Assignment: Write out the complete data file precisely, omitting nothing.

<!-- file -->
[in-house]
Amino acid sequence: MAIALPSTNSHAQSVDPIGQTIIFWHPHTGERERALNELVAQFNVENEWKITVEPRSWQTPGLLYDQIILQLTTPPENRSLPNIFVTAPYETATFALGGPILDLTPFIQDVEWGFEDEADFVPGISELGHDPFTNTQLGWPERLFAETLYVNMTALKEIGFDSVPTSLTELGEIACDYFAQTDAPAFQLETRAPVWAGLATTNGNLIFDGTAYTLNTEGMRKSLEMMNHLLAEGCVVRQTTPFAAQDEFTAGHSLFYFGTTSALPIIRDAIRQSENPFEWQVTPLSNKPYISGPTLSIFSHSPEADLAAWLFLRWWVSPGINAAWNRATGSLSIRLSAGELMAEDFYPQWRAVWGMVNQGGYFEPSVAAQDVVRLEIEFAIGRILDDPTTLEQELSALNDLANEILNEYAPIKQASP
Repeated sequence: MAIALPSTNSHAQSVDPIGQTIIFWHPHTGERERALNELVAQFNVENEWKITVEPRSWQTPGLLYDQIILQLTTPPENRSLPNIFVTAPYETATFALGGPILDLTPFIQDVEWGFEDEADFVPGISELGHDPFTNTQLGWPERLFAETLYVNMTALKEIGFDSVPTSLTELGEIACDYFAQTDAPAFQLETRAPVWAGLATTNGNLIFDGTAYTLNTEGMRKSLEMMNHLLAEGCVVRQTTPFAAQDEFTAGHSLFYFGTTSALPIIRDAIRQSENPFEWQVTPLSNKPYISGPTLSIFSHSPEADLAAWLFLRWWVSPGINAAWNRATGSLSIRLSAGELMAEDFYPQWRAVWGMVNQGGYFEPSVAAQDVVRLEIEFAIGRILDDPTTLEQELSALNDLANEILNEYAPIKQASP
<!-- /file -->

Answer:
[in-house]
Amino acid sequence: MAIALPSTNSHAQSVDPIGQTIIFWHPHTGERERALNELVAQFNVENEWKITVEPRSWQTPGLLYDQIILQLTTPPENRSLPNIFVTAPYETATFALGGPILDLTPFIQDVEWGFEDEADFVPGISELGHDPFTNTQLGWPERLFAETLYVNMTALKEIGFDSVPTSLTELGEIACDYFAQTDAPAFQLETRAPVWAGLATTNGNLIFDGTAYTLNTEGMRKSLEMMNHLLAEGCVVRQTTPFAAQDEFTAGHSLFYFGTTSALPIIRDAIRQSENPFEWQVTPLSNKPYISGPTLSIFSHSPEADLAAWLFLRWWVSPGINAAWNRATGSLSIRLSAGELMAEDFYPQWRAVWGMVNQGGYFEPSVAAQDVVRLEIEFAIGRILDDPTTLEQELSALNDLANEILNEYAPIKQASP
Repeated sequence: MAIALPSTNSHAQSVDPIGQTIIFWHPHTGERERALNELVAQFNVENEWKITVEPRSWQTPGLLYDQIILQLTTPPENRSLPNIFVTAPYETATFALGGPILDLTPFIQDVEWGFEDEADFVPGISELGHDPFTNTQLGWPERLFAETLYVNMTALKEIGFDSVPTSLTELGEIACDYFAQTDAPAFQLETRAPVWAGLATTNGNLIFDGTAYTLNTEGMRKSLEMMNHLLAEGCVVRQTTPFAAQDEFTAGHSLFYFGTTSALPIIRDAIRQSENPFEWQVTPLSNKPYISGPTLSIFSHSPEADLAAWLFLRWWVSPGINAAWNRATGSLSIRLSAGELMAEDFYPQWRAVWGMVNQGGYFEPSVAAQDVVRLEIEFAIGRILDDPTTLEQELSALNDLANEILNEYAPIKQASP